Although we provide legal services to and represent a variety of state functions in the area of public safety, criminal justice and special revenue, a substantial portion of our work is in defense of the state in lawsuits brought by and on behalf of prisoners. We continue to defend a large number of lawsuits challenging conditions of confinement in state correctional facilities and the administration of community programs. These lawsuits collectively seek millions of dollars in money damages and seek to challenge and restrict the statutory authority and discretion of the Department of Correction. Our efforts in defense of these cases save the State of Connecticut millions of dollars in claimed damages, save additional sums which might have been required to comply with court orders and preserve the state's authority in administering a growing prison population. In addition, this department has assisted in the collection from prisoners of thousands of dollars in costs of incarceration.
We continue to defend numerous challenges to the application of the "good time" statutes to multiple sentences. There are two significant cases pending in the Appellate Court which will determine how the Department of Correction calculates “jail credit” when there are multiple sentences. These cases were argued and we are awaiting a decision. In addition, we are involved in a class action lawsuit challenging the Department of Correction's strip search policy.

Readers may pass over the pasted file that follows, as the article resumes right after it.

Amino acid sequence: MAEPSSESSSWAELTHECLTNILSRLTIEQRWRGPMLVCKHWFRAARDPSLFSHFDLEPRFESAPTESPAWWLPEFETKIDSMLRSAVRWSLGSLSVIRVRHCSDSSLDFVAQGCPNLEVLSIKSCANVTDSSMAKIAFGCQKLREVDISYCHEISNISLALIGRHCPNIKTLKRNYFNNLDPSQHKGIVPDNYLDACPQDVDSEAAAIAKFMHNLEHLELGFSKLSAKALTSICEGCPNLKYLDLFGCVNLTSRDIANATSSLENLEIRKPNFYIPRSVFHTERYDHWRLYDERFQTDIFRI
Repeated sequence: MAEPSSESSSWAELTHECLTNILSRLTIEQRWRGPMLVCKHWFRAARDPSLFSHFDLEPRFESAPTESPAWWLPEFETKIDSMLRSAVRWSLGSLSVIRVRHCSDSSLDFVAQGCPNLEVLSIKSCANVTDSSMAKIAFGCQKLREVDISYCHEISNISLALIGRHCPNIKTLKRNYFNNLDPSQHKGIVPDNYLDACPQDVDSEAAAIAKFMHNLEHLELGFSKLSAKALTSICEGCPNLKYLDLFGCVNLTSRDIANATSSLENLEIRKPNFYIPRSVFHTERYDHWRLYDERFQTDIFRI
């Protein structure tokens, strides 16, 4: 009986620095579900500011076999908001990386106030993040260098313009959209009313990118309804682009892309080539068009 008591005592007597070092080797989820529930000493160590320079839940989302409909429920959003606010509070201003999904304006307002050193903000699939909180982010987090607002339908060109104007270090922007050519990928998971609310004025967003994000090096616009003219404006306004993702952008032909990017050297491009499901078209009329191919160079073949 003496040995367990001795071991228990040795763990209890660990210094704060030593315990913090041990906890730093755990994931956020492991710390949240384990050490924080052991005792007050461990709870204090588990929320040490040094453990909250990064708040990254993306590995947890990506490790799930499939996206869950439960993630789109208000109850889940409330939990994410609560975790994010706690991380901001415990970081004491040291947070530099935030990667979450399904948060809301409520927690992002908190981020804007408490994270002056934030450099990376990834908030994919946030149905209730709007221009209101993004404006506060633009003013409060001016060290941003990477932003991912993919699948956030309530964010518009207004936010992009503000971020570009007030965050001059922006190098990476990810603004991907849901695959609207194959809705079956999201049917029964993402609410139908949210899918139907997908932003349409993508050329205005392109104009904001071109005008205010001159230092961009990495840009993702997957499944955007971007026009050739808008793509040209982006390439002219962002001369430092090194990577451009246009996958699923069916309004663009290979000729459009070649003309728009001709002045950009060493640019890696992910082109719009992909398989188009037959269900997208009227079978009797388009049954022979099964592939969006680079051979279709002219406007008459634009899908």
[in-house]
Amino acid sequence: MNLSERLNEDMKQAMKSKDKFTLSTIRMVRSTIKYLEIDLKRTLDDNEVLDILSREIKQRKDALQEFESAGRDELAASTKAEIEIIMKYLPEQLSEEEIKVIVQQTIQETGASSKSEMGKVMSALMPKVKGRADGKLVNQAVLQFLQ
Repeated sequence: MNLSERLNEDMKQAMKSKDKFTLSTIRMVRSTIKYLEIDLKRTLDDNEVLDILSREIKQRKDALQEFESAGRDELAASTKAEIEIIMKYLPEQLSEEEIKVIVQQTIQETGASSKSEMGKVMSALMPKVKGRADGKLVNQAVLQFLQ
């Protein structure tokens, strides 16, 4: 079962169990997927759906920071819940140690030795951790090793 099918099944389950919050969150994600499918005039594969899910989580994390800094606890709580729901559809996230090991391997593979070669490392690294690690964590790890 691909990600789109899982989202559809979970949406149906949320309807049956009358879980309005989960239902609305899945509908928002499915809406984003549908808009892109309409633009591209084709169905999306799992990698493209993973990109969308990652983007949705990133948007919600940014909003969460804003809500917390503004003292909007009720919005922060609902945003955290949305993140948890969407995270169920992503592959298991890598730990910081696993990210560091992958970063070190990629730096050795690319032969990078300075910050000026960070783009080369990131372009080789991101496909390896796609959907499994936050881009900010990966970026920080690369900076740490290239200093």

We successfully argued a case before the Connecticut Supreme which held that the Patients Bill of Rights statutes, Conn. Gen. Stat. §§ 17a-540, et seq., do not apply to the Department of Correction, allowing the Department of Correction to provide medical and mental health care to prisoners in Connecticut in a secure and effective manner. This department negotiated a settlement agreement in Office of Protection and Advocacy v. Choinski, et al. resolving an action brought by the Office of Protection and Advocacy for Persons with Disabilities to improve the provision of mental health treatment for inmates confined in the Northern and Garner Correctional Institutions.
We have the responsibility for the defense and representation of almost all the lawsuits involving the State Police seeking money damages. Our caseload of police litigation continues. In the past year, we successfully litigated a number of cases in federal court and received favorable jury verdicts in several.
We continue to represent the Department of Public Safety in administrative appeals involving the State Building Code and Fire Safety Code. We also routinely appear on behalf of the department before the Freedom of Information Commission.
During the past year, we continued to provide legal advice and representation to the Division of Special Revenue regarding a variety of complex and significant issues related to legalized gambling, including gambling at the state's two casinos. We have written significant advisory opinions concerning permissible activities under the Gaming Compacts with the Mohegan Tribe and the Mashantucket Pequot Tribe. We also provided the Liquor Control Division with advice on a number of legal issues concerning enforcement of the liquor law. In addition, we have handled a number of administrative appeals involving the Division.